Elmira Advertiser from Elmira, New York on May 28, 1955 · 7
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Elmira Advertiser from Elmira, New York · 7

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Location:
Elmira, New York
Issue Date:
Saturday, May 28, 1955
Page:
7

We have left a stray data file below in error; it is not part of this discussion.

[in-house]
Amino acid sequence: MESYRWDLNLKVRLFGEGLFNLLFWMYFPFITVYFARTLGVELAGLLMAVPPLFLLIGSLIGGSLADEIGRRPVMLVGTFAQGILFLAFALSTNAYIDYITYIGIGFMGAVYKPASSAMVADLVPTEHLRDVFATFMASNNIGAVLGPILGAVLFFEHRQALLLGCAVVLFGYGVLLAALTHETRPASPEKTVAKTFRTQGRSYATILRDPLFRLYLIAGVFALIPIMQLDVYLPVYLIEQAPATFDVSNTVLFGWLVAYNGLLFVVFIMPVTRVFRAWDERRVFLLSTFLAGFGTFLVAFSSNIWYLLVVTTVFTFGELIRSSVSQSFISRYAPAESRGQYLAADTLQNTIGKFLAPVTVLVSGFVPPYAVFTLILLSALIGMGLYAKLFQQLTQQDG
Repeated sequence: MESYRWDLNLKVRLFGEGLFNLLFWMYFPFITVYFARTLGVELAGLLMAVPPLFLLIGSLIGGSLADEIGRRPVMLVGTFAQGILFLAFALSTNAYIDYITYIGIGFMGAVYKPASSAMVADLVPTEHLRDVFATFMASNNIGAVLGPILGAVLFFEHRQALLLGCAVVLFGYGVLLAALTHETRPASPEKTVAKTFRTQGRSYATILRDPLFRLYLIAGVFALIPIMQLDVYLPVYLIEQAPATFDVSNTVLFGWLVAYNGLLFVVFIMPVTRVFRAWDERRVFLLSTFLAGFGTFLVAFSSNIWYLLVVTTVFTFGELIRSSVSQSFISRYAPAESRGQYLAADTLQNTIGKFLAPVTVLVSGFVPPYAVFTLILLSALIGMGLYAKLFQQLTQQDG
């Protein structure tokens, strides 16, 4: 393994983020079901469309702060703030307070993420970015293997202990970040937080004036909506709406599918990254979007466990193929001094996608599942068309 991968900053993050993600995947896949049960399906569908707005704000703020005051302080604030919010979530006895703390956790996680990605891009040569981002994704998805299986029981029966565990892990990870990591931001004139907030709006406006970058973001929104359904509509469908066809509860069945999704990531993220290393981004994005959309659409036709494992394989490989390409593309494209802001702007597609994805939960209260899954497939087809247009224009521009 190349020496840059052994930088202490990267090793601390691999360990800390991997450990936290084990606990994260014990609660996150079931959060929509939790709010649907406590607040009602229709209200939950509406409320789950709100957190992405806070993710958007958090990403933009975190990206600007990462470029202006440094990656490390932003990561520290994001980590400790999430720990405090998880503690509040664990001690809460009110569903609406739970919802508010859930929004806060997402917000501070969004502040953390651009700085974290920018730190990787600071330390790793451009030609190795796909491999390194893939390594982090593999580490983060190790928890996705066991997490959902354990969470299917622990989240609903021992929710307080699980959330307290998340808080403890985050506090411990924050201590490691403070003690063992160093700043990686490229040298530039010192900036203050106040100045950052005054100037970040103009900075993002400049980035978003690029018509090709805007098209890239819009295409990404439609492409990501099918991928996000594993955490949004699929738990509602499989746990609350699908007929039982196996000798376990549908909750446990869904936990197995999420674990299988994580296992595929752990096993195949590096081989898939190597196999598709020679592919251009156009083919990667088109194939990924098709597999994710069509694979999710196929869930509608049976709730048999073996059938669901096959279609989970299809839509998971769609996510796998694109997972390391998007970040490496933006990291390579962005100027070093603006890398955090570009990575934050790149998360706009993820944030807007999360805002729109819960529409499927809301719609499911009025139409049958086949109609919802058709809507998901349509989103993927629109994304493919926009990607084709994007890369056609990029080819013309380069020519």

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PAGE EIGHT- THE ELMIRA ADVERTISER. I I I UMW BlAXK P'STO., AH ChA. '2iil I It'J''-T- J xr cto oewNSTeAres us s I )KjPSCvA iASTPPf of re &?Ar cats... APPLAUSE... L iZ vou'bson r;V ""5kV"T than k xiTV'.'i I D0H7 THINK HE Ws BEEN STOLEN, PHIL! I'M fS SURE HE GOT OUT BY HIMSELF V 9 ) -SGMEHOW-AND THAT I AM lL RESPONSIBLEFORITWJJ VES! 1 RECALL THAT HE HEARD WE TELL SAM.AFTER THE RACE. THAT I FELT VERY TIRED ANP THAT I WAS GOING HOME TO ) TAKEAGOODREST- j HE EVIDENTLY THOUGHT ) BY GOLLY I MEANT MY HOME UP MR. TUTTLE, NORTH -AND THAT 1 1 -AH-DESERTING HIM? IT BE RIGHT! UNDOUBTEDLY MAPE HIM , DESPONDENT AND HE DECIDED TO RUN AWAY: J St l.-VM' THEY'VE ?N0-BUT WE'VE 1 I FOUND HIM.) DISCOVERED 7 vCHIEF? V HOW HE GOT OUT typy tt 5IR, THIS 15 THE UPY FROM TH MAINLAND WHO CLAIMS TO HAVE INFORMATION OF IN TEREST TO VOU. Hi! 1.,", . Meanwhile, at a formosan airbase... THE YANKEE -PEVIL AIRCRAFT f ITS CREW WAS 15 OF THE PROPER TYPE... f OVERHEARP TO YOU ARE SURE IT SUITS r-f STATE THAT IT OUR PURPOSE? r VjOCEEPSTO JAPAN. A its Jt- .. K:t :- :sa EXCELLENT.' MAKE A PETAILEP PESCKlPnON i ITS MARKINGS FOR OUR FRIENPS ON THE MAINLAND. oTT Sot .JbKLsM l'MA -j BECAUSE I Y YQ THINKS VO' ( SOB-SISTER CAN'T FIND A ISIN TROUBLE SOB?-??- ) BUT I'M . REALLY HEART- - rWf WHUFFO IS GOING TO BE RENDING riv-r VO'SOBBIN ? J FIRED FROM ' SOB STOW.7 ) jSVKV iS Illy S'POSE YOHAD VXI.il-. A APPOINTMENT W" f T'RETURN A A FPLAf, NICKEL T' THIS k. V FELLA, BUT IT J7P was in rrz ' 1 1 -AN' VO DIDN'T HAVE THET FO'A HEART- TrJtEATH ru-4LiM 5iwi7r at COME WITM r rfltr tfl ME' SjCU t 7-"-T"Tirmm I THINK ILL GO DOWN AND KID THE ASSISTANT JANITOR, SMITTX FOR jr. f ABIT S 1 iin!'M"' fK"Tiiga ;m'!iiiiiiiiihC STOETTy SLOW GOING if DOWN HERE IN THE -N V BASEMENT iVI WHAT CAN A FELLA " V DO FOR EXCITEMENT? UP PERISCOPg V flP.C TORPEDO "VtJJi VOU FOUND YOUR BROTHERLY HAT IN FRONT OF THAT J CPACKED SAFE? r-r-7 C!T PV'XTH BUT DON'T Xf Jj I CO GETTIN' ANy 'I M I WPONG IDEAS n.7f l V ABOUT HIM, " SAY WOT TH'-? SUMtBUUy MU3 IM QUI M LITTLE GAY AT THAT PABTV AND SWAPPED LIDS WITH M M. ,x1 Zf WELL, BACK IT GOES. E-W V-A I'D LOOK SORTA :fH SvSXS'Ll-V WEARIN' i XSNthisatth' k'f'K POOL THAT'S) vomillgeT 1 MISTAKE' OP t LHIM!af5fc PICKIN'UP. Y Doc, the'V have a nice Siuimmirw pool, but it in't like the or suimttiin' hole.' i ii hou you Thft i it-uJ to bc 01' pasture. It I dofivt look a . quarter I V big a it uwtl to ! y rArvl South .School, where ZM U rook wxM and third arades'K'' 1 Poesnt look natural without IS? -VJh tw tmiUJiiv?& in backy 1( 'It ? Wiliiiii'iuiii.l- T old Hiqh School ....stK. 1 1 graduated trom.f (JL " I Goh, how it i - ha shrunk y & ' THE CABLEGRAM WfiS BOY, SHARPE, IN BANGKOK- ' IT'S IN C0DEHE TO PHONE ME HERE TOMORROW" I ML'm '1 -vj mm Him rTCi TO OUR . AT WHAT U S AT ELEVEN A. M. WHEN II 7 TO MAKE T FIGURE THEY'LL ALL BE SITTING SURE V AROUND THEIR "TAP" ROOM, OF THAT. L OVER AT THE "SYNDICATE" WITH SAHIB J jTIR EARS 'IC Htf Lin LULA- iksHALL I NOW REQUEST AN OPEN LINE FROM VERY M BANGKOK TO BE AVAILABLE I GOOD IDSA. JLw THAT TIME? PUNJAB- J -Erskine Johnson's,? ou' ,0Amt9 H0U" Wl MAJOR HOOPli Movie & TV-Views HOLLYWOOD (NEA) Guys and Dolls: Red Skelton had ideas about making movies under his own independent banner after he left MGM, but evidently he's had a change of heart about big-screen comedy capers. There's also a curious downbeat feeling about himself -4 aa viuciitcu 111 statement to V his si: ' j me: I 'Tve Johnson e been con- rfV C'l 4 centrating on icicviaiuii, aiiu I've been doing it every week. Enough people say I'm lousy every week this way. Why let it go around the world in a movie?" Not long ago he nixed an offer to Dark his make-up box on the U-I lot for a slam-bang laugn picture. He also bowed out of a deal to team up with Director Frank Borzage for another film. All he knows about his future at the moment is that he needs a rest from TV "I'm taking a vacation this summer the first one I've ever had in my life." UNA MERKEL is celebrating 25 years as a flicker actress with her role in U-I's "The Kettles in the Ozarks," and she's looking forward to another quarter of a century before the cameras. Una of the Dixie-drawl, in fact, has an idea that "I'm coming into a whole new phase of my career. My health is great and I have a feeling of great expectancy since escaping all those giddy comedy roles I played for so many years." Percy Kilbride's exit from the Kettles series is as much of a break for Una as it is for grizzled Arthur Hunnicutt, who's stepping into the breach as Pa's lazy brother, Sedgewick Kettle. Una will play Hunnicutt's wife in all future Kettle comedies. JANET LEIGH and Tony Curtis will not make any final decision about their independent film company until they finish discussions with lawyers and tax experts. "We're not sure," says Janet, "whether it will be a joint company or a combination of two separate companies. I already have a corporation of my own with my father for my dress business, and it might be better if Tony incorporates himself." . If they do partner up for movie making, Janet's already picked out a name for the company. It will be known as Curtleigh. VIVIAN VANCE is laughing with tears in her eyes about all the vaudeville routines she and Bill Frawley have done on "I Love Lucy." Oldsters with misty memories keep insisting they saw Vivian do the same routines as a vaudeville star. Wails Vivian: "But I was never in vaudeville. I'm not that old." . Jack Webb is straining at the Dragnet leash to unveil a new telefilm series and believes all TV stars should switch characters every two or three years. But after nearly five years of Wild Bill Hickok, Guy Madison is saying: "I'm not at all tired of the series. As long as the public shows interest, I'm all for it." Guy, now starring in "The Last Frontier" at Columbia, has until 1957 to go on his TV contract with a total of 104 more Hickok films to make. MY WORAPttfE- CA'T VJE M LET MB DI5PLAY M0C6 OF MY Hl4TClONilC TAI DON'T MIND BEINiS A THIS CDLB 1$ LIKE THAT CP A 6PEAR CAKkIEk OR A maid With a feather DUSTER.' rruus kaku cmiTiK urn i ctjcib I'EM IN THE AISLES, mZ01!-M I v'Oii um n tuk rou Asin iV? y& "MY 6A8Y 16 ONLY A YEAR ) I inS Four months'---. V ( K-rUENi I Ay.HWAKi.AE Ih-L. MlliTSPTlPm' 1 1-! l ' ' ' p " OUT OUR WAY ly WIUIAMS LET 1H,& HERE' TH' BOV5 Vi YEH, AMP W X LITTLE FILL V TWO OF I NEVER LET HE'LL TAKE 1 -I HERE, VI PISSOLVE I THESE OWE 6ET J ALL O' THEM, I J OJICK.'A ON VOUR 'WILL I TH' BEST AND ALL N -)TEASPOOM TOM6UE STOP I OF THE THATSWRONS J OF THIS J AND IT'LL THAT OTHER lM 1 IS. THUMB 1 WILL ff SNAP YOU DIZZY DOW A MARKS ON A CLEAR l RlCHTOUTy SPELL JV FAVOR FOR HIS GLASSES.' THAT OF IT.' AT TH' OLD HE'S BEEM RIGHT I ONCE.') ( MAM, DO CURED O' ( ' V uf y vr VTHEV f A EVERVTHINO T-r Z-ra r. WITH THEM TLASSESy pm- w 1 Sr HTti1' SATURDAY, MAY 28, 1955 , Dick Kkiner' THE POCKET DOCTORS 'A 5-17 mimwmm. T m v. . Ht Off. GOREN ON BRIDGE WEEKLY BRIDGE QUIZ Q. 1 As South you hold: J 109742V1083 A4Q6 The bidding has proceeded: North Bait South Wast 1 diamond 3olnbi Fui Fill Doubi Fui ? What do you bid now? Q. 2 As South you hold: K Q J 5 V A Q K 10 9 8 7 9 4 The bidding has proceeded: South West North Eait 1 diamond Fait 1 heart 1 clubi 1 What do you bid now? Q. 3 With 60 part score your partner opens one club You hold: K64VKQJ105AK637 What is your response? North Eait 1 diamond 1 heart Q. 4 As South you hold: AKJ653 87 K3 KQ65 Sonth Weit Fan Fail 7 What do you bid now? Q. 5 As South you hold: 95 V932 AJ4 AK97C The .bidding has proceeded: North Eaat Sonth Wnt lipade Fau Solnbg Faia 2 spadea Fan 7 What do you bid now? Q. 6 As South you hold: AK9742 V J975 73 Q4 The bidding has proceeded: North liait Sonth Weat 1 ipade t clubi a spades Pass 3 hearts Fass 1 What do you bid now? (Answers to these Questions will appear on Tuesday.) THE FAMILY SCRAPBOOK tea y BOY, THAT WAS eooo STEW.' Summer Rose 2477 Sj lb Lgw! rri I . Hobo Slew If you're the outdoor - picnic type, the following recipe may be a welcome change from ham burgers, hotdogs and the other old favorites of the campfir. And you can be sure it will be as stomach-satisfying. Ingredients 1 pound chopped can corned beef 1 8-ounce can tomato sauce. 1 large onion chopped 1 qt. diced potatoes 2 cups sliced carrots 2 teaspoons salt 2 teaspoon pepper Put all ingredients in a large kettle. Cover them with water. Cover the kettle. Bring to a boil and let simmer for half an hour or until vegetables are tender. Serve in bowls with large spoons. If more convenient, cook al home and wrap 24 or more thicknesses of newspaper around kettle to hold heat. Or pour into vacuum jug. Buffalo Bank Robbery Charge Facing 2 Men CLEVELAND, May 27 W) Two men, held on charges including the robbery of a Buffalo N. Y. bank, were awaiting removal to Buffalo today after waiving preliminary hearings. The men, William A, Thorn-hill, 27, and Roderick Mclver, 29, were charged with the $2,800 holdup last April 22 of the Jefferson Savings and Loan Assn. there. SWEETIE PIE Nedine Saltier r THAT WAS MCANN, B.T. MC JUST GAVE ME MIS ULTIMATUM.' SiTMEK Wk CUT OUK PRICES SO MC CAN FIGHT O'PAYOSt WC LOSE OUK PiootiT ACCOUNT f THAT'S PINAL f CPAY S STILL SHOUTING ABOUT , HOW HE'S UNPCK- SELLING MM ON THAT VACUUM, HUH f (Pot. WELL, WE CANT CUT PRICES ANY MOCE ANP STILL MAKE A GOOD CLEANER, JIM .... BUT THEKE MUST BE AN ANSWEK SOMEWHEKC t NOW YOU'VE ALWAYS HAWDLEP THE MSCANN II r TAIT TI ll . ANP STUDY I ANP PetAM i k YOU GET THAT t I laUf SOMEONE POESN'T f K3URE AN ANSWER FAST WE MAY GO UNPCK JIM is Over 100 lovely rose motifs in beautiful colors to trim your linens and wearables. So easy to use just press off, no embroidery necessary! You'il find these designs wonderful to have on hand for adding a quick personal touch to a shower present or birthday gift. I Pattern 2477 c o n ta i n s color I transfers for over 100 motifs of various sizes from 4ty" x 11',4'i to 1" x 1"; plus directions for .making half apron and place settings for six. Send $1.00, your name, address and the pattern number to Anne Cabot, Elmira Advertiser, 1130 i Ave. Americas, New York 36, N.t iY. J f 1 1" 1 m y i lk m II. Ill mm jt. INI iT Int. The Marquee NEW YORK (NEA) The Record Shop: Sarah Vaughan's hot record, "Whatever Lola Wants" will be redone by Sarah in Japanese for the Nippon market. That should come out "Whatever Rora ,i Wants." f I. Kleiner This is the ' era of the disc ' ' jockey. A rec-ord hit without '( v good solid disc " H jockey support m is virtually 1m possible. So let take a look two of the top practitioners of the art, and see what makes them spin. Martin Block of ABC was the first man to be called a disc jockey. He was also, he says, the first man to "program" records talk about them, tell who was singing, plan a record show. Before he did that, he says radio stations simply stuck some records on the machine and let it go at that. NOW HIS PROFESSIONAL name is so important to ABC that he works like a prince. He has his own studio' at ABC. Nobody else can use his record tables. He has special equipment like imported English microphones and his are the only record players at the network with diamond needles. He has a special staff librarian, two secretaries, producer, director, engineer that works for him alone. He sits in a comfortable leather chair and broadcasts his records and commercials 25 hours a week. He likes music and he likes his own choices. His office has a hi-fi system, usually going full blast, which plays the music that's going out over the air. Block sits back in his chair, lis tening. "I PLAY WHAT I LIKE," he says. "That's the secret of my success. I'm an average guy with average taste. I like music. I haven't been bored in 21 years. I may decide that I'd like to hear a certain record, and I'll play it as soon as I can. That's the secret of my success. Just an average guy." One of the better young disc jockeys is Fred Robbins, whose CBS show, "Disk Derby," is currently the hottest record show on the air. Technically, he doesn't consider himself a disc jockey, since the program is more than just records he has the audience, vote on the best new record of the day and week. But he has been one, and he's still, intimately connected with records. Fred is an ex-lawyer, a young, handsome guy who feels strongly that "there's plenty of good music today." He says the trouble if there is trouble lies with the average disc jockey "if they'd play the good stuff, they'd get public taste up." FRED, LIKE MOST disc joc keys, , has given considerable thought to the problem of TV. So far, nobody has been able tc convert this most popular radio feature to visual presentation. And nobody ever will, Fred says gloomily. "It's been tried," he says, "but the big problem is what do you show while the record is spinning? Whatever they do, it's a contrivance, because the record is designed for the ears alone, not the eyes." Shorty Jacket 1450 jj llJ i alwajt thought they kept th Cow back here!" A fashion favorite for summertime is the shorty jacket that accompanies evening wear as well as day time dresses. Pattern 1450 is in sizes 10, 12, 14, 16. Size 12, 17, yards of 54-inch. 1 For this pattern, send 35c In coins, your name, address, size desired, and the pattern number to Sue Burnett, Elmira Advertis- '36 N5yAVe" Amcrim-New YoTk